How your office layout can boost your business
The refurbishment of your workspace is a major undertaking and a substantial investment, so you want to get it right first time with the best design to suit your business. The smartest firms will understand that good office design boosts employee collaboration, productivity, satisfaction and engagement. But what is good office design?
If an office comprises of crowded spaces that evolved without thought or design, where employees are sat on uncomfortable chairs, with glaring fluorescent lights, little natural daylight and no space to swing a lever arch file, then these aren’t going to be very productive or happy employees. If teams have to book out a dark and dingy side office to meet because there’s no central, easy and accessible place to collaborate, then that doesn’t make for good team work, and you probably won’t see too much in the way of creative business development or forward thinking.
Now imagine the alternative – a large cool and bright, modern open space with large windows letting in natural daylight, with a combination of break-out areas for spontaneous gatherings and fruitful teamwork, and private, sound-proofed cubicles for quiet contemplation and concentration.
Design for collaboration
Open office layouts have been popular for a few decades now, mainly due to the feeling of employee closeness that an open-plan design cultivates, and the means for employees to collaborate more easily. But open layout means more than having no walls; it means differentiating between individual work zones and communal areas where people can gather to discuss work (and play). A communal area that uses multi-purpose furniture, such as booth seating or large tables, and is properly lit with good connectivity can be a great output-boosting space for quick and informal meet ups.
Design for productivity
But, just as employees need a place to come together to discuss and collaborate, they also need somewhere quieter for deep work. Sometimes the ability to concentrate and focus is vital to getting a task done. In an open office, with no walls to divide spaces, noise levels will be harsh and disruptive for someone who’s trying to concentrate. This can quickly have a detrimental effect on their productivity, engagement, performance and stress levels.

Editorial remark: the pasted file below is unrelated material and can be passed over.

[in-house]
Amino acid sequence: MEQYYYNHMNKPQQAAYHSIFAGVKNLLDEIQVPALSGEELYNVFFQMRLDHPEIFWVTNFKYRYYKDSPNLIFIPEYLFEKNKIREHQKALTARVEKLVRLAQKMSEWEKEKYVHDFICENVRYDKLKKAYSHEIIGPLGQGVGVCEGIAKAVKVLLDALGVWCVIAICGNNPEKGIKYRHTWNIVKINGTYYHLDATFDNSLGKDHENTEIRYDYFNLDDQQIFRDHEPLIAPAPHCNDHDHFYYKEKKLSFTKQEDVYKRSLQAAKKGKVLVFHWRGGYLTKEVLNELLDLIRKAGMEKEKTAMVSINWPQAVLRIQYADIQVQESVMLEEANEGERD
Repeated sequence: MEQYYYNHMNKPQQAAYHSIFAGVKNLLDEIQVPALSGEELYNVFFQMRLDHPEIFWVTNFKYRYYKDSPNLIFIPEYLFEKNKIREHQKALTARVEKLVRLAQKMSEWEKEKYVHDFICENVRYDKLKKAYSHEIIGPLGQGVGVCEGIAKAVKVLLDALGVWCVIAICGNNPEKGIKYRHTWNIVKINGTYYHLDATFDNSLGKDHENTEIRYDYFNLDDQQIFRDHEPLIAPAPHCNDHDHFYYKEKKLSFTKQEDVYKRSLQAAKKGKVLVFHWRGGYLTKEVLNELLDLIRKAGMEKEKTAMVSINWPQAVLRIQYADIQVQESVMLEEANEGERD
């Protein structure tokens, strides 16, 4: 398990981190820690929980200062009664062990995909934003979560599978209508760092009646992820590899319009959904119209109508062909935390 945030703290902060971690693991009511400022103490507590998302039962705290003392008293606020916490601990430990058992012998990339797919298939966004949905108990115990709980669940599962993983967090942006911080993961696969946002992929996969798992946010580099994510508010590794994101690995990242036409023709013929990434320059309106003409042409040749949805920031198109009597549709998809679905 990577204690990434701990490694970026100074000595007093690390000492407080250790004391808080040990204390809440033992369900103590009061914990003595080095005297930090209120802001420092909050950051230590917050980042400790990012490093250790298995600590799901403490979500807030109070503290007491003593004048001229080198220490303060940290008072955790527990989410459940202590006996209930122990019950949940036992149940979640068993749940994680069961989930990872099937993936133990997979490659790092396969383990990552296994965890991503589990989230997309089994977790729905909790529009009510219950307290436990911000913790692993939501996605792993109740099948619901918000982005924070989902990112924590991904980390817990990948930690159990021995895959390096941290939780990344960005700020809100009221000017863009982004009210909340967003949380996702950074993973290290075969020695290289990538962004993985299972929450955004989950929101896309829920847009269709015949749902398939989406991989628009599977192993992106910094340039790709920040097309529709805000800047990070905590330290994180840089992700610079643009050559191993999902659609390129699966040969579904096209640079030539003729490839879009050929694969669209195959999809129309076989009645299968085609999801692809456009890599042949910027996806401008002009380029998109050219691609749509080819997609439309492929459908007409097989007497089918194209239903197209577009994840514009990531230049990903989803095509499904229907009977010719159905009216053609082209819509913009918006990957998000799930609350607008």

A quiet area is away from the activity and bustle of the open-plan area. Consider a small room or rooms (with plenty of natural light), office pods, or dividers to separate an area without closing it up altogether. Glass screens make good dividers, reducing the noise, without blocking the light or creating a closed-off area. Whatever works for your office and your environment – the key to productivity is providing a tranquil place for employees to think in a busy office.
Design for well-being
The benefits of employees having a restful break away from their desk cannot be overstated. Given a space to relax – to relieve eyestrain from staring at a screen or neck tension for sitting for too long, employees are revitalized and work more productively.
Science has shown us recently that sitting down is the new smoking. And by giving employees free access to relaxation areas, means they are likely to get up and move around frequently. This helps to reduce work absences through back problems – a leading cause of work sick days.
Another important aspect of wellbeing is to ensure plentiful access to natural light. Proximity to large unobstructed windows will keep employees awake and alert.
How does your business work?
It’s a big decision to make – ensuring the right layout of your office to ensure optimum employee productivity and collaboration. If you’re having trouble understanding what changes you need to make, then start with these questions:
- What type of work does your business do? Is this likely to change or evolve in the next 5 years?
- What is the ratio of collaborative to quiet work?
- Does your office culture encourage spontaneous collaboration?
- To what extent do you value flexibility and choice over how work gets done?
- What current workplace behaviors would you like to change?
- How do you currently support work productivity? What works?
- How do you want visitors to perceive you when they enter your space?
There are numerous ways to design and plan an office refurbishment. An office space that doesn’t consider the work patterns of its employees is risking their productivity, mental health and morale. But an office environment that offers a variety of work stations for employees to choose the optimum environment for his or her best work facilitates a much more productive business. Identify the everyday work pattern of your employees, and you can find that sweet spot.